I also noticed that your editorial did not recommend psychological evaluations and treatment despite your acknowledgement that known serial killers such as Jeffery Dahmer have started out by torturing and killing animals. Certainly, investigation into their motivations and recommended actions to help these potentially disturbed men is warranted.

Finally, I observe that these men--like other older teens accused of violent crimes--are called "juveniles" and "youths" when it suits the purpose of minimizing culpability and sentencing. At ages 17 and 18, assuming no mental disabilities limiting them, these men are old enough to understand that their actions were wrong and dangerous and as such should carry heavy penalties.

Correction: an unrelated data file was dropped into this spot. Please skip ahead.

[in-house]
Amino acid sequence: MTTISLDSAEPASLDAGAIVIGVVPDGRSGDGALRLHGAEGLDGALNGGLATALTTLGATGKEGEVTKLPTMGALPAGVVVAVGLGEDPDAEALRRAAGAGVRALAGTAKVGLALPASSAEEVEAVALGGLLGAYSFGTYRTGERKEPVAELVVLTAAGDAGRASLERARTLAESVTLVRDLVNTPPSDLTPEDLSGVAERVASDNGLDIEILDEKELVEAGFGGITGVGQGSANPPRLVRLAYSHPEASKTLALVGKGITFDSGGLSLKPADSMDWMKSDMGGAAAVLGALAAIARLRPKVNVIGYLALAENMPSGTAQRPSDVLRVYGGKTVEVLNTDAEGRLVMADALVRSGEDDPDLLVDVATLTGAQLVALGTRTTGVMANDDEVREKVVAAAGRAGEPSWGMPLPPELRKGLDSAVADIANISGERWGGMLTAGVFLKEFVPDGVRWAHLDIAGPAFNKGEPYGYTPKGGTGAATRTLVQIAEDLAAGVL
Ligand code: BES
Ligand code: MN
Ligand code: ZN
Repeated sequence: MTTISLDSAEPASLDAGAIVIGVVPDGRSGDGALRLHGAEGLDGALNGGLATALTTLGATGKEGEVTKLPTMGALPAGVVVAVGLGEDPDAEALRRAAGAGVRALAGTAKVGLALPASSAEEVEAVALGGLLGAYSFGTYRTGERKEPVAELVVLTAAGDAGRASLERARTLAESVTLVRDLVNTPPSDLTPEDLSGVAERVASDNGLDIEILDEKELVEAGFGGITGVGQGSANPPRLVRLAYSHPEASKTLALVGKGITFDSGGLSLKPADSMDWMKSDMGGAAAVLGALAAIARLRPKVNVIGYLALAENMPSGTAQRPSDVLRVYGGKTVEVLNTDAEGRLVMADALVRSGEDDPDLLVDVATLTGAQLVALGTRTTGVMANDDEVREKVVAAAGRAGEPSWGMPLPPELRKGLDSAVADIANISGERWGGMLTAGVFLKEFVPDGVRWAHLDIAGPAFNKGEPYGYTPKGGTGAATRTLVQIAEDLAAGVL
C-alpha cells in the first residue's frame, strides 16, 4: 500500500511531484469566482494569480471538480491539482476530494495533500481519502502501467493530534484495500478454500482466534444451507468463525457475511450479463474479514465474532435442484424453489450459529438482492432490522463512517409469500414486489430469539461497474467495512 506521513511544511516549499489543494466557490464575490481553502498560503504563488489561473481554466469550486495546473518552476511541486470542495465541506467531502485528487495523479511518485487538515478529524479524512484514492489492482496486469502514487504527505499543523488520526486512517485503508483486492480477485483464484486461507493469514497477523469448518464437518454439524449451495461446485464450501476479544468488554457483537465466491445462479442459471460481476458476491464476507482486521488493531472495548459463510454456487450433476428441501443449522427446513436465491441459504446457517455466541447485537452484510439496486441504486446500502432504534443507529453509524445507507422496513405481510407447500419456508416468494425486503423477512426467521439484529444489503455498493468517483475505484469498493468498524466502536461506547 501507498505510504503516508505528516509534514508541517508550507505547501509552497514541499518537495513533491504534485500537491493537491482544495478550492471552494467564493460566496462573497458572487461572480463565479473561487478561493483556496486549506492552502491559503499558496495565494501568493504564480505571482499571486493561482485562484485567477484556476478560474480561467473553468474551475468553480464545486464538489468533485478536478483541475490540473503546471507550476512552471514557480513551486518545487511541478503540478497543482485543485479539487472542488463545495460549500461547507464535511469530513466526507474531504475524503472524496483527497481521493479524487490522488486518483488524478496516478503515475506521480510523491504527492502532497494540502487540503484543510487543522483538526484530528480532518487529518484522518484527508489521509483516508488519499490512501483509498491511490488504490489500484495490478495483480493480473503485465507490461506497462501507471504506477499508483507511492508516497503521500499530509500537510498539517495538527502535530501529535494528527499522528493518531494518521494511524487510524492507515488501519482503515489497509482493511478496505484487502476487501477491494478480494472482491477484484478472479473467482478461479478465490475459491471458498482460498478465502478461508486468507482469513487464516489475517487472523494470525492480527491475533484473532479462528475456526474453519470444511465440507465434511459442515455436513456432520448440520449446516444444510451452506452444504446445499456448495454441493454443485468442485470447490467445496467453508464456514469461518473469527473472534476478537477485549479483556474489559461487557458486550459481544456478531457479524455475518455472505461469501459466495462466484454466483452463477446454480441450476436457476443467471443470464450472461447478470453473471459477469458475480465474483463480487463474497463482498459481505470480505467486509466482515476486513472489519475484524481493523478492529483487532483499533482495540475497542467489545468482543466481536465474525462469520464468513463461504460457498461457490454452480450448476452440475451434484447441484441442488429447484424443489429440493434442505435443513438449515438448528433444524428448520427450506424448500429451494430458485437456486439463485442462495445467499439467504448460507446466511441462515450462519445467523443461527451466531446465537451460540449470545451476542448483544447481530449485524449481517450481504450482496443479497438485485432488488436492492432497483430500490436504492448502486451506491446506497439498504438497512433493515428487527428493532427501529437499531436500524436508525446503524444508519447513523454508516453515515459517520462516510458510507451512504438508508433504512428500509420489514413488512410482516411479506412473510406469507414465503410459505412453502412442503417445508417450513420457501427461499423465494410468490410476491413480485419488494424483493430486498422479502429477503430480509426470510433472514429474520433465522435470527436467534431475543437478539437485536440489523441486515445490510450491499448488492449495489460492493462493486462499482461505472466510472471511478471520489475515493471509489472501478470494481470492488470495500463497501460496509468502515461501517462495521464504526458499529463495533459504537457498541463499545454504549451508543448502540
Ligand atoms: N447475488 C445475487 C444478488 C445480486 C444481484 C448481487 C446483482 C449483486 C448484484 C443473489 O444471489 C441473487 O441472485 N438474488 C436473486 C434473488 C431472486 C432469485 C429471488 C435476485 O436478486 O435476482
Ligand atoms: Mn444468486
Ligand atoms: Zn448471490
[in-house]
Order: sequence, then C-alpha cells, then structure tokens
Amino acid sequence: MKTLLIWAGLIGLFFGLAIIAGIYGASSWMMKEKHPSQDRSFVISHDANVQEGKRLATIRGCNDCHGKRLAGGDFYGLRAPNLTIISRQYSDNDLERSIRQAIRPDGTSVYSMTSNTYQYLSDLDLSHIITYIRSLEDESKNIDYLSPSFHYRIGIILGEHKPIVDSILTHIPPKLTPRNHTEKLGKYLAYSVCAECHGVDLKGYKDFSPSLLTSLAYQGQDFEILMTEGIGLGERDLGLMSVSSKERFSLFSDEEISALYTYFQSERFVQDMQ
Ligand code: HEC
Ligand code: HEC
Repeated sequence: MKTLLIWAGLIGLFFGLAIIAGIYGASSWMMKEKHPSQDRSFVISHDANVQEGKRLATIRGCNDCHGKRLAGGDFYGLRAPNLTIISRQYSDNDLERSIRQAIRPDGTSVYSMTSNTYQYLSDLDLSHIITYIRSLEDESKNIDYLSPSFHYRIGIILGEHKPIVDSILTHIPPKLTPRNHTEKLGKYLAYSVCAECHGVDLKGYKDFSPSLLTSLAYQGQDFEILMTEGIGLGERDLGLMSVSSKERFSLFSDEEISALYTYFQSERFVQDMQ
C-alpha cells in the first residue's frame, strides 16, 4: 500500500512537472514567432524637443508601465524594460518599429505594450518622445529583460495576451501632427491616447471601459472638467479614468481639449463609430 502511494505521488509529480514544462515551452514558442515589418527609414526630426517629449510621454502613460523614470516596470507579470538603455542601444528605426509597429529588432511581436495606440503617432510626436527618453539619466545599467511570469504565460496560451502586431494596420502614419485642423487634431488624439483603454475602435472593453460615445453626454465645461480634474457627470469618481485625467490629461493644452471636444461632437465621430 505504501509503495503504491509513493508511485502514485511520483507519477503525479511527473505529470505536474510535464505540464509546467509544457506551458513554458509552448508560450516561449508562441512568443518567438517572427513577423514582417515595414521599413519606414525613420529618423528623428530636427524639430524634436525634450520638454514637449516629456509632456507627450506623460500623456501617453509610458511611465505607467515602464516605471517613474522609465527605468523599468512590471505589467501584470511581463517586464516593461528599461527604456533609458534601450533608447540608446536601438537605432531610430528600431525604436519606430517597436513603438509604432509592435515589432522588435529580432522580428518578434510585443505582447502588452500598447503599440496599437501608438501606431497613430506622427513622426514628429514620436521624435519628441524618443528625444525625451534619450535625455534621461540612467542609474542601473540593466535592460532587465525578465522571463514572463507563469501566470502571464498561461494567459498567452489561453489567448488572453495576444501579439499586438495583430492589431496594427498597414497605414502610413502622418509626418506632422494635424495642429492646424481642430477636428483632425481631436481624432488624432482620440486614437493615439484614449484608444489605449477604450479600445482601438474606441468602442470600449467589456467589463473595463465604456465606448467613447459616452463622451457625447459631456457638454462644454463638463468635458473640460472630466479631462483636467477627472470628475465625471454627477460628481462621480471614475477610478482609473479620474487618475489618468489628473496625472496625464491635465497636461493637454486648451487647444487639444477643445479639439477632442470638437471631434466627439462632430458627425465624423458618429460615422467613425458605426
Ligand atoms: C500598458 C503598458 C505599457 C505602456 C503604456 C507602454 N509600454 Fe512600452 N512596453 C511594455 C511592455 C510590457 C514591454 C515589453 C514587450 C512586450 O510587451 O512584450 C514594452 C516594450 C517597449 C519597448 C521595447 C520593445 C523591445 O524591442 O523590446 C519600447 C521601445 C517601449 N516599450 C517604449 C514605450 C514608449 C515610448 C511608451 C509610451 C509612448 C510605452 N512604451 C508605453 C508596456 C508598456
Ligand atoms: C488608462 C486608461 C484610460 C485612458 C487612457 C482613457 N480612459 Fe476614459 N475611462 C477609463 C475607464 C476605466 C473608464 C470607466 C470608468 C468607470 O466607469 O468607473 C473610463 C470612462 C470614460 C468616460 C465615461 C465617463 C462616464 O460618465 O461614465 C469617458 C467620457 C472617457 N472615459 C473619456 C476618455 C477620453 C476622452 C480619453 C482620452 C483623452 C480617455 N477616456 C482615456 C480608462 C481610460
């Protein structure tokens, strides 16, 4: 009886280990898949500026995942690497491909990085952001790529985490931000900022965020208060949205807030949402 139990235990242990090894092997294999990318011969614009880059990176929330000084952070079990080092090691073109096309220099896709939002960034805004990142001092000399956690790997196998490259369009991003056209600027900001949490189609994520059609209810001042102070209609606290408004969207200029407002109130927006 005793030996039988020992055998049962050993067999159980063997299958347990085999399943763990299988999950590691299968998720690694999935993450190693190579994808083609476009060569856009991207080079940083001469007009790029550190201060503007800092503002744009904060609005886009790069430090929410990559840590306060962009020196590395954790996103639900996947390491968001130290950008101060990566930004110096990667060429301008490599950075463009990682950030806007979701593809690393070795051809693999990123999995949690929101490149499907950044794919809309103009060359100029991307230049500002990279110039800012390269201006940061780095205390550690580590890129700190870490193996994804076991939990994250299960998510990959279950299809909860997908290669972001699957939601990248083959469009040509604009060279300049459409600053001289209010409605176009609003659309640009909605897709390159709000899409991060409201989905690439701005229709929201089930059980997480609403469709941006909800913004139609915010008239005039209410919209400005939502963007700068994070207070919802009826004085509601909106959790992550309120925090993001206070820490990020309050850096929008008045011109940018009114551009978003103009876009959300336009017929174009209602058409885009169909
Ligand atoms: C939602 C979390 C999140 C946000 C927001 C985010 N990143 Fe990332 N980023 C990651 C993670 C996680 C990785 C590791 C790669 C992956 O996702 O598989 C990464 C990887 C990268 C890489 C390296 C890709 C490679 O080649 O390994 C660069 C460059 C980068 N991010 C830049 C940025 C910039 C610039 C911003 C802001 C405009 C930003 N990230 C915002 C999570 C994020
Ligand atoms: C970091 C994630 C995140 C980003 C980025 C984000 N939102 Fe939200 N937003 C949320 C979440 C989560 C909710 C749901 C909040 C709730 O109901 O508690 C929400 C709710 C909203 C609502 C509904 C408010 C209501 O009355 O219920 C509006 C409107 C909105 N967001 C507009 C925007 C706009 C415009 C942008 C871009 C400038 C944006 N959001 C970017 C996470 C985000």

Thank you,
Leigh-Anne Dennison

Side Note: I'm sure you are aware that mass murderers, derived from massacre, are individuals who kill more than three people in a short period of time (such as within 24 hours) while a serial murderer kills more than three over time.





MUSKOGEE PHOENIX NEWSPAPER EDITORIAL:
Killing beloved family pets is a serious crime. It cannot be taken lightly, nor can it be allowed to go unpunished.

Three area teen-agers have been charged with cruelty to animals and Shooting from a vehicle for allegedly killing 10 to 15 dogs.

Jason Manning, 18, and Lloyd McCarter, 17, both of Warner, and Dustin Lee Gorman, 17, of Keefeton drove through the Muskogee County countryside April 20 allegedly shooting those animals.

It is a wonder no people were hit by stray bullets, given that the dogs killed were in yards and on porches.